How I brokered a peace deal with Robert Mugabe

Roy Agyemang reveals the delicate diplomacy needed to get Zimbabwe’s President to sit down with the BBC
Video of British Muslims dancing to Pharrell Williams's hit Happy attacked as 'sinful'

British Muslims's Happy video attacked as 'sinful'

The four-minute clip by Honesty Policy has had more than 300,000 hits on YouTube
Church of England-raised Michael Williams describes the unexpected joys in learning about his family's Jewish faith

Michael Williams: Do as I do, not as I pray

Church of England-raised Williams describes the unexpected joys in learning about his family's Jewish faith
A History of the First World War in 100 moments: A visit to the Front Line by the Prime Minister's wife

A History of the First World War in 100 moments

A visit to the Front Line by the Prime Minister's wife
Comedian Jenny Collier: 'Sexism I experienced on stand-up circuit should be extinct'

Jenny Collier: 'Sexism on stand-up circuit should be extinct'

The comedian's appearance at a show on the eve of International Women's Day was cancelled because they had "too many women" on the bill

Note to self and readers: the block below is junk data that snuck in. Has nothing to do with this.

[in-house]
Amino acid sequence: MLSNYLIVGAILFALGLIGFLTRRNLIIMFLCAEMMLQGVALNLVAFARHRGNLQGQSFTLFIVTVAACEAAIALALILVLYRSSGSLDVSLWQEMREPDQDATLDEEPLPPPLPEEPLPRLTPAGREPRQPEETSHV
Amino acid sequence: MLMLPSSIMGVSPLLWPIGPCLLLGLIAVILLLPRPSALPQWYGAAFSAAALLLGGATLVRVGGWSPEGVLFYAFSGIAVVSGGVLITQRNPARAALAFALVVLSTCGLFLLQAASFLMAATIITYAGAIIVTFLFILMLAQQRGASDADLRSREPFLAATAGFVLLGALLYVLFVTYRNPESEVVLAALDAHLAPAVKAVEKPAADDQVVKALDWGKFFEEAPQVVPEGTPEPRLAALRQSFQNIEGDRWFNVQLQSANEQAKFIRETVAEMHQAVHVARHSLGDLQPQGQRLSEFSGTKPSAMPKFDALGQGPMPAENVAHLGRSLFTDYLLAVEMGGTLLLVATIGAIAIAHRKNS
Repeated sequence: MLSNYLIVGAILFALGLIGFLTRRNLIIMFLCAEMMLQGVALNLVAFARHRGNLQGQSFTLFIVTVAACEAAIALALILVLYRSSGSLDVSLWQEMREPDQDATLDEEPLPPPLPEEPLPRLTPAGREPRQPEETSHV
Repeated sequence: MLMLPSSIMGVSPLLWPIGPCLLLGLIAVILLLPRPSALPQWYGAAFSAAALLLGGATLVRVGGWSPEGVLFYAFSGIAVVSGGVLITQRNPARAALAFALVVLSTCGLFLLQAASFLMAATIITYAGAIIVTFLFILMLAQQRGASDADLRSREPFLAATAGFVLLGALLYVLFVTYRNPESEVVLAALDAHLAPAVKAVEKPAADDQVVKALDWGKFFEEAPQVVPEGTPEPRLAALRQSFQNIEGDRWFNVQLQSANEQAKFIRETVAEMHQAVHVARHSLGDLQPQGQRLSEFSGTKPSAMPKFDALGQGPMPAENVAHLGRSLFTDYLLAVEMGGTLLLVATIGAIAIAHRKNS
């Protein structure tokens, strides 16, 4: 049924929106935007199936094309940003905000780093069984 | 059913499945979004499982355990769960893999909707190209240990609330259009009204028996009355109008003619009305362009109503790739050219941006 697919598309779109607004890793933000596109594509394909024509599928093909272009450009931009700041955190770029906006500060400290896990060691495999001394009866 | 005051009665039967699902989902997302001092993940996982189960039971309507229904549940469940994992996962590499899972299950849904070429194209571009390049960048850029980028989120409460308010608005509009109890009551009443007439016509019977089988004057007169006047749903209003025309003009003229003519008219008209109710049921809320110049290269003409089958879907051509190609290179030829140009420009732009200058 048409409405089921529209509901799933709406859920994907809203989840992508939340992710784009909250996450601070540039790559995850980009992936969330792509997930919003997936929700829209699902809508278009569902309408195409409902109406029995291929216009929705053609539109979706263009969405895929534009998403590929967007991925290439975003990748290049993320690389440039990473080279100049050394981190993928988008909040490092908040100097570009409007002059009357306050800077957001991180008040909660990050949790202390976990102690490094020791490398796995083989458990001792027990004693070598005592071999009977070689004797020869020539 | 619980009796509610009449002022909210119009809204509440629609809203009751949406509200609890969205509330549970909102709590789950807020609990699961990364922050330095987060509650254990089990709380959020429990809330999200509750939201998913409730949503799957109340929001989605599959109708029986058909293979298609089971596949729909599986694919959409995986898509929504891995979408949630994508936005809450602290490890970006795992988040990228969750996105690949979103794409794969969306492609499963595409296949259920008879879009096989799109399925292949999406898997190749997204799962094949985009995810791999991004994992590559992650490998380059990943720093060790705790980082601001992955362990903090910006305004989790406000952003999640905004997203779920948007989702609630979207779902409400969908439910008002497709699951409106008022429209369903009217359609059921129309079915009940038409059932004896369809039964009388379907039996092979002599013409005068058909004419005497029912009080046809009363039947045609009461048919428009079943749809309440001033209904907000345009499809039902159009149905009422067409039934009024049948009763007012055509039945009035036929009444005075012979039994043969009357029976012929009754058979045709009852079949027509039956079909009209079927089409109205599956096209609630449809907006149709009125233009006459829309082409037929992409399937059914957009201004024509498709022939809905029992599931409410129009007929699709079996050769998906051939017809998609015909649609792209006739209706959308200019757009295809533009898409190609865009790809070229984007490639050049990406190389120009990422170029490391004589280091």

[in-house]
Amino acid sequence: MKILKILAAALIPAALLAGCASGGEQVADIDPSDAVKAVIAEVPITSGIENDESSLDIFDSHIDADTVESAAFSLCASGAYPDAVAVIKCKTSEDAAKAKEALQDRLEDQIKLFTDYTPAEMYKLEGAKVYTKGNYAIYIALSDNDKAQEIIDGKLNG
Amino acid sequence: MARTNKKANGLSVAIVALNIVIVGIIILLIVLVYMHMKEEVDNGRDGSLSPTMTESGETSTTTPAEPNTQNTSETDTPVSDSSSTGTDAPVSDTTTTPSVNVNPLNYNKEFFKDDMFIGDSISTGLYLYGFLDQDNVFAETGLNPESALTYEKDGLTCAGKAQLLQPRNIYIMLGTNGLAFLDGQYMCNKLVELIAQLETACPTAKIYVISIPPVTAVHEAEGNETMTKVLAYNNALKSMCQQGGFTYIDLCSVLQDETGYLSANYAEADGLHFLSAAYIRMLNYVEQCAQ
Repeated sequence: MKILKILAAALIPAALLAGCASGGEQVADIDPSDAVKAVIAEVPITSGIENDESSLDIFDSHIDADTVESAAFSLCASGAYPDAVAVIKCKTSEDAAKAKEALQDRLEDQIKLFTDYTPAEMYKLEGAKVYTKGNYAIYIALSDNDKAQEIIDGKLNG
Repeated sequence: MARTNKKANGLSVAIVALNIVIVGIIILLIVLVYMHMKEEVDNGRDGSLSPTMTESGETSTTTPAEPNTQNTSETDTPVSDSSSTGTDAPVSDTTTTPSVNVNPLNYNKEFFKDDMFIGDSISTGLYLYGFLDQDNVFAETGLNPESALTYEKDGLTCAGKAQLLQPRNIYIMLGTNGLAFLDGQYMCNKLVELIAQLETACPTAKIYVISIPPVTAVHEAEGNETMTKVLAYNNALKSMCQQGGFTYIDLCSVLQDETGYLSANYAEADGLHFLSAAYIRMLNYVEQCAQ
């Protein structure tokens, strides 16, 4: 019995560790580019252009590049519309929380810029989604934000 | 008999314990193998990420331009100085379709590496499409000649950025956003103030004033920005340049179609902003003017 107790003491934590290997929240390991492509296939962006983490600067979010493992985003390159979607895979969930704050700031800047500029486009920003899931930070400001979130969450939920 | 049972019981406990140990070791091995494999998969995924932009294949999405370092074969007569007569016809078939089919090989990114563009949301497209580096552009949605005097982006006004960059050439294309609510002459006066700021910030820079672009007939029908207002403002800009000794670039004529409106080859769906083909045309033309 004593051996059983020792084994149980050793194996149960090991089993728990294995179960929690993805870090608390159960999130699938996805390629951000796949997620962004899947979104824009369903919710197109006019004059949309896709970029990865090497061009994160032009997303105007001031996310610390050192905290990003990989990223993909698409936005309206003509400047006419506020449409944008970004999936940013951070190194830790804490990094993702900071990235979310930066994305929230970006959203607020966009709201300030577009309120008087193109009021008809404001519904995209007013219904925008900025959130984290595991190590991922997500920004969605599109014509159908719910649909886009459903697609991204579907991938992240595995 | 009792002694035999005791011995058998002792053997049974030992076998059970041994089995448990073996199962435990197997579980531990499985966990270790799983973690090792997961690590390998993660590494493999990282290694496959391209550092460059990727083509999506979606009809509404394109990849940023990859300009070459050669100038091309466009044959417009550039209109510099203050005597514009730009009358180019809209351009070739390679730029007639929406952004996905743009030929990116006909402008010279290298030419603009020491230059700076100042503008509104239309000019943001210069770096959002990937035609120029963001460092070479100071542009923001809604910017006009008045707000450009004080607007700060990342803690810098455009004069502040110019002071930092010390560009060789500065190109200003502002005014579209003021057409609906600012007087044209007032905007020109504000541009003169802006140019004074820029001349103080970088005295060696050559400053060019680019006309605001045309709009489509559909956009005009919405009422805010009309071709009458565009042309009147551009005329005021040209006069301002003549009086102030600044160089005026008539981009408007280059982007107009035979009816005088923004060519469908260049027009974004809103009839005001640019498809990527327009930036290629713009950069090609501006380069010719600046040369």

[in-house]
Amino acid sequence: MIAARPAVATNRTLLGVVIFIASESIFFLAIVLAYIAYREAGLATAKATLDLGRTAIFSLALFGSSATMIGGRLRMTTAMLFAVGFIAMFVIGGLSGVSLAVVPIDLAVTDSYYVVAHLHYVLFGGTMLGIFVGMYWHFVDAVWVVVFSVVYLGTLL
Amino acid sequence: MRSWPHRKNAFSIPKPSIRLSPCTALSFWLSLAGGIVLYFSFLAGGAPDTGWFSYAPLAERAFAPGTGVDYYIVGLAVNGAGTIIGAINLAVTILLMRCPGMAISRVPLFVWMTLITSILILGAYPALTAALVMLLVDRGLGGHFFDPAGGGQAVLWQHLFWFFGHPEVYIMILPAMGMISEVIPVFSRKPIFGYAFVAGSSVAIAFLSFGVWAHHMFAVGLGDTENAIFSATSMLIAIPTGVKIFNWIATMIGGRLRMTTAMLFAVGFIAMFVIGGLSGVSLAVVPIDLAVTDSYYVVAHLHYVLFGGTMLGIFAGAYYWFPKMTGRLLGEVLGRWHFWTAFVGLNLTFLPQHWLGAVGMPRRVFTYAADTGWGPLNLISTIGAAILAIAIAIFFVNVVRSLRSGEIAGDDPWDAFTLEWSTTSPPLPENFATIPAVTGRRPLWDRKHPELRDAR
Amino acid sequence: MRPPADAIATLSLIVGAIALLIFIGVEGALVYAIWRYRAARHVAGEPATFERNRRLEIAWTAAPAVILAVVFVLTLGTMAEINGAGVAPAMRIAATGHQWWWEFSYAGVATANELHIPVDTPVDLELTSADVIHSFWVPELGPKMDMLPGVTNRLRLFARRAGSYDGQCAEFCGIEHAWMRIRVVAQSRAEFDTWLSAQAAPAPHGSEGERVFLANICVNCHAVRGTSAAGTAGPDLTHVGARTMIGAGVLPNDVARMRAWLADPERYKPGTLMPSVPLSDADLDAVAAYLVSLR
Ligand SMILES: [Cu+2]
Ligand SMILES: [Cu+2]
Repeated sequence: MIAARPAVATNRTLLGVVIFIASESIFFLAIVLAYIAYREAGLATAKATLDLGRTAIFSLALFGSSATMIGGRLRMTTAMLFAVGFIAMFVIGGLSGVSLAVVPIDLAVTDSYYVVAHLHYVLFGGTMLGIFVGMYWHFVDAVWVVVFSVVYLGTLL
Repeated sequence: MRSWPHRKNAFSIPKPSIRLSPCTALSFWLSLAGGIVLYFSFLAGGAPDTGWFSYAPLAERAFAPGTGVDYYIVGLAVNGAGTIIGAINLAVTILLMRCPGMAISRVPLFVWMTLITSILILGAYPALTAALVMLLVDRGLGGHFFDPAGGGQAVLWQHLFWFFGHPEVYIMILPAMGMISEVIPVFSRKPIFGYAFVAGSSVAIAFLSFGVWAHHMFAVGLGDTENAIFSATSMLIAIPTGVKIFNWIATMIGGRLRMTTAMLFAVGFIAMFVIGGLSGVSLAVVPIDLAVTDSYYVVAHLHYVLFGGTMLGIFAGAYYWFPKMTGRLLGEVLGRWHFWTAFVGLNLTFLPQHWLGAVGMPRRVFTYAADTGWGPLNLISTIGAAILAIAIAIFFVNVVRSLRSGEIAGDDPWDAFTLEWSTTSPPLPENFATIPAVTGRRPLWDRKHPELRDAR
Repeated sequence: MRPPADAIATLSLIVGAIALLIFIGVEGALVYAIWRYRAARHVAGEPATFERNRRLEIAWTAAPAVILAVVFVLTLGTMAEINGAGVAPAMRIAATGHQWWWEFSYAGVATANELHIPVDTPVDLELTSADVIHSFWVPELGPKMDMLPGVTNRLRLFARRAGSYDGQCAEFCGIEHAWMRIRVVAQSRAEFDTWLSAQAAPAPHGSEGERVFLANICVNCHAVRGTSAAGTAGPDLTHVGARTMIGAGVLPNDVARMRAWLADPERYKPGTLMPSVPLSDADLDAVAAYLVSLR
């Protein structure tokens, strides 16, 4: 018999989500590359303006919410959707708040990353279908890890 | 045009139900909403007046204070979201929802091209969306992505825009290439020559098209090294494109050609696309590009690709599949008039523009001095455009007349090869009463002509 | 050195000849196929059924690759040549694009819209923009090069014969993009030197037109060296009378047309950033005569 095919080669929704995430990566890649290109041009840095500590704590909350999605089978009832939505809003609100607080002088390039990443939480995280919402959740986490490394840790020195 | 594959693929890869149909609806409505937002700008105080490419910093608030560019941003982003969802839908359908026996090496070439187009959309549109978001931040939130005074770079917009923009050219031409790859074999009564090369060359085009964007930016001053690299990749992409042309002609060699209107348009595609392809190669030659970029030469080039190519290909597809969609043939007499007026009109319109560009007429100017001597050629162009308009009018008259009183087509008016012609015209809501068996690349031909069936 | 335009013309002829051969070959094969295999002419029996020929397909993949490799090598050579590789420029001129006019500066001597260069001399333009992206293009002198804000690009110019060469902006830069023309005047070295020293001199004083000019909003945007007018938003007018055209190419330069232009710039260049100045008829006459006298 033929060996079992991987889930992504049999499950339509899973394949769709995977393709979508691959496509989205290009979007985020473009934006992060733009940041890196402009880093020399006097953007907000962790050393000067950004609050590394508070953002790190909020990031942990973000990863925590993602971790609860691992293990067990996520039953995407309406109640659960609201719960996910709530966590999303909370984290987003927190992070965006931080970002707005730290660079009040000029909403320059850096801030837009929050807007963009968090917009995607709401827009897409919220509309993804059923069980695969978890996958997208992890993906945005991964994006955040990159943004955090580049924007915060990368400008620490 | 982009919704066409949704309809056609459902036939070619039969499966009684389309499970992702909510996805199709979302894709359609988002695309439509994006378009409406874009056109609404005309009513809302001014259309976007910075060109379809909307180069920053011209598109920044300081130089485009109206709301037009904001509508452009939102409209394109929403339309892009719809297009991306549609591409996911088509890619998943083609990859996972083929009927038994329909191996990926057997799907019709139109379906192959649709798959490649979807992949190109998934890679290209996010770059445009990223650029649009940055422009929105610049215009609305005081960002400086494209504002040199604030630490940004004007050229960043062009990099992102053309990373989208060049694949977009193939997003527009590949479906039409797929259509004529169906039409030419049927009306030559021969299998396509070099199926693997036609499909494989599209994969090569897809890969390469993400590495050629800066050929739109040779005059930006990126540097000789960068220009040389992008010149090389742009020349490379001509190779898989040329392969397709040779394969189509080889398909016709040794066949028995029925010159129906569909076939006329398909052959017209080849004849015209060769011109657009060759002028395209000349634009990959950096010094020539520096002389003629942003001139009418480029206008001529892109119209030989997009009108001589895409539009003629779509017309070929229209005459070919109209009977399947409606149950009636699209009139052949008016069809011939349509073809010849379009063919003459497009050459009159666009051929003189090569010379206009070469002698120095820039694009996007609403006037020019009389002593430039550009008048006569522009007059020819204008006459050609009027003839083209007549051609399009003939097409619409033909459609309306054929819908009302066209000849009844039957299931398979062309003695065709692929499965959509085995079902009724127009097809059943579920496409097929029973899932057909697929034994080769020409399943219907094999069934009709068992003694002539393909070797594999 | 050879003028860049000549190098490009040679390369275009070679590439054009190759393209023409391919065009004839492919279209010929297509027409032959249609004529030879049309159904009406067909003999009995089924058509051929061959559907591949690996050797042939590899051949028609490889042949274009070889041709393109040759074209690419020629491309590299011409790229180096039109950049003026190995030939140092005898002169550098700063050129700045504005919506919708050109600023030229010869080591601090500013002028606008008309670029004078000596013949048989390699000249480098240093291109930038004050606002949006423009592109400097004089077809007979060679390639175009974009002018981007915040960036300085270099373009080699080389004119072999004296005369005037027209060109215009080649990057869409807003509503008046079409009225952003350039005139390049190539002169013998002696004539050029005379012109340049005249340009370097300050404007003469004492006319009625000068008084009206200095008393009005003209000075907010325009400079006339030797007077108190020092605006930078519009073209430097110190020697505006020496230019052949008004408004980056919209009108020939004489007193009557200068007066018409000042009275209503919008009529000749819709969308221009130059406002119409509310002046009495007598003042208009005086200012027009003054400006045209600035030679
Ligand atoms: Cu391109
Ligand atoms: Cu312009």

Cannes Film Festival: Ken Loach and Mike Leigh to fight it out for the Palme d'Or

Cannes Film Festival

Ken Loach and Mike Leigh to fight it out for the Palme d'Or
The concept album makes surprise top ten return with neolithic opus from Jethro Tull's Ian Anderson

The concept album makes surprise top ten return

Neolithic opus from Jethro Tull's Ian Anderson is unexpected success
Lichen is the surprise new ingredient on fine-dining menus, thanks to our love of Scandinavian and Indian cuisines

Lichen is surprise new ingredient on fine-dining menus

Emily Jupp discovers how it can give a unique, smoky flavour to our cooking
10 best baking books

10 best baking books

Planning a spot of baking this bank holiday weekend? From old favourites to new releases, here’s ten cookbooks for you
Jury still out on Manchester City boss Manuel Pellegrini

Jury still out on Pellegrini

Draw with Sunderland raises questions over Manchester City manager's ability to motivate and unify his players